Corn grinding the old fashioned way in May
On Old Mill Day, the Gilbert Stuart Grist Mill, part of which dates back to the 1600s, will, for the first time in 100 years since commercial milling ceased, be grinding RI's famous white-capped flint corn into johnnycake meal. Participants will see the process that includes two, one-ton Narragansett granite grindstones, which are approximately 58- inches in diameter, slowly begin to move again to produce meal.
The Grist Mill at Gilbert Stuart is run by water, and the grinding mechanism has been reconnected to its water-powered source. On Old Mill Day, thanks to the skills of Andy Shrake, a New England preservationist and restorer who refurbishes old mills and windmills, the grindstones will again respond to the power of the water and slowly begin to turn and grind the meal.
In addition to tours of the gristmill, there will also be tours of the birthplace by the museum's junior docents. The Rhode Island Spinners Guild will be in the museum's common room demonstrating for viewers the days when cloth was made at home, and the Woodworkers Guild of Rhode Island will be on hand with their beautiful handmade wooden objects for sale, recalling the day when no one had yet dreamed up plastic.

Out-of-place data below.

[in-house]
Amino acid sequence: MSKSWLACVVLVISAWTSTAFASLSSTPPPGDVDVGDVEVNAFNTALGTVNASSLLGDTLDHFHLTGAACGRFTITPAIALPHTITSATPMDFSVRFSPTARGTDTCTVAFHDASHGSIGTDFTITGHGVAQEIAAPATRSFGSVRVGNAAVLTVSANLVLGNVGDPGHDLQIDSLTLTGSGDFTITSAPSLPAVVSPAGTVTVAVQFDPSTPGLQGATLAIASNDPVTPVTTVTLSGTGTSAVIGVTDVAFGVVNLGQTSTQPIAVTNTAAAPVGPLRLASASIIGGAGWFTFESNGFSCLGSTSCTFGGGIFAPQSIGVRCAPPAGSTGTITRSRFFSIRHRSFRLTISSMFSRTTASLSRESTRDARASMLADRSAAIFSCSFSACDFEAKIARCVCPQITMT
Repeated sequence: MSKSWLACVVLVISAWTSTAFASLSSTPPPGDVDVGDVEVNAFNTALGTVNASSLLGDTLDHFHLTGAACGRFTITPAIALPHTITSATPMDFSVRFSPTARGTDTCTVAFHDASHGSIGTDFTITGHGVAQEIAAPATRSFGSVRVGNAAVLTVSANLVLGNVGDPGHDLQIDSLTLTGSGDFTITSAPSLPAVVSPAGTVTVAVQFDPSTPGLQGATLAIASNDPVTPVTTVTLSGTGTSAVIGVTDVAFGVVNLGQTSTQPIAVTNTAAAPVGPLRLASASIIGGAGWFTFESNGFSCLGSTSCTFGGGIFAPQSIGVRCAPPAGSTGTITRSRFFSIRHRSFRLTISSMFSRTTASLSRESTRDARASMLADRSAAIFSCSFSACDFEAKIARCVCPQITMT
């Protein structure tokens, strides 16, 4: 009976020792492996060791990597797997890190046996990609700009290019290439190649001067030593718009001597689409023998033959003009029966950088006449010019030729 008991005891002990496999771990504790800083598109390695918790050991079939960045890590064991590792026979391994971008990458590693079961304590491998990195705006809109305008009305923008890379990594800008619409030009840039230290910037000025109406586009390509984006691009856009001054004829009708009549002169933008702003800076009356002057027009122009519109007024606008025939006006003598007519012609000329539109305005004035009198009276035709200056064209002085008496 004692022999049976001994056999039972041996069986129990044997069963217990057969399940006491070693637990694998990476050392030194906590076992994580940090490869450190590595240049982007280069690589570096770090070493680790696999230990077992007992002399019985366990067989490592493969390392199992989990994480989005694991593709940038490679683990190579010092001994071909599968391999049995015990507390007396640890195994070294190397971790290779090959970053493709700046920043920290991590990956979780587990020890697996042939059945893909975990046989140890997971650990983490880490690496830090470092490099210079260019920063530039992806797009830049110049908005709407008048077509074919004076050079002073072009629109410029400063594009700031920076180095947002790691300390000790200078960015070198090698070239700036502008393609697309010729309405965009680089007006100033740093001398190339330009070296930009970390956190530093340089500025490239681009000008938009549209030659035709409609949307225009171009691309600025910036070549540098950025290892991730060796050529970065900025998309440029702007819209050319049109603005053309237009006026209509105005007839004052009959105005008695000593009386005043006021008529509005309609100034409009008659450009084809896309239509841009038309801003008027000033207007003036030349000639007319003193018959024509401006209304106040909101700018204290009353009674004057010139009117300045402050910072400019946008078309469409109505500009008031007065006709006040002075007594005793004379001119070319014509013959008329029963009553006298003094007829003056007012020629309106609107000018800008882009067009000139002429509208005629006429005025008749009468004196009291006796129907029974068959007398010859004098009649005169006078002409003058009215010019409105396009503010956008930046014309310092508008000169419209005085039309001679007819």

Other attractions include the museum's nature trail, which will be open and intrepid walkers will be given a list of the birds that Ken Weber, the noted nature writer, has documented on Gilbert Stuart property, A representative of DEM Fish and Wildlife, Christine Dudley, will be manning the fish ladder and explaining the herring's yearly migration to spawn, from the ocean to Carr Pond behind the Museum.
This event will be held-rain or shine. Tickets are $6 for adults, $3 for children and families are $15. For more information call the Museum at 294-3001.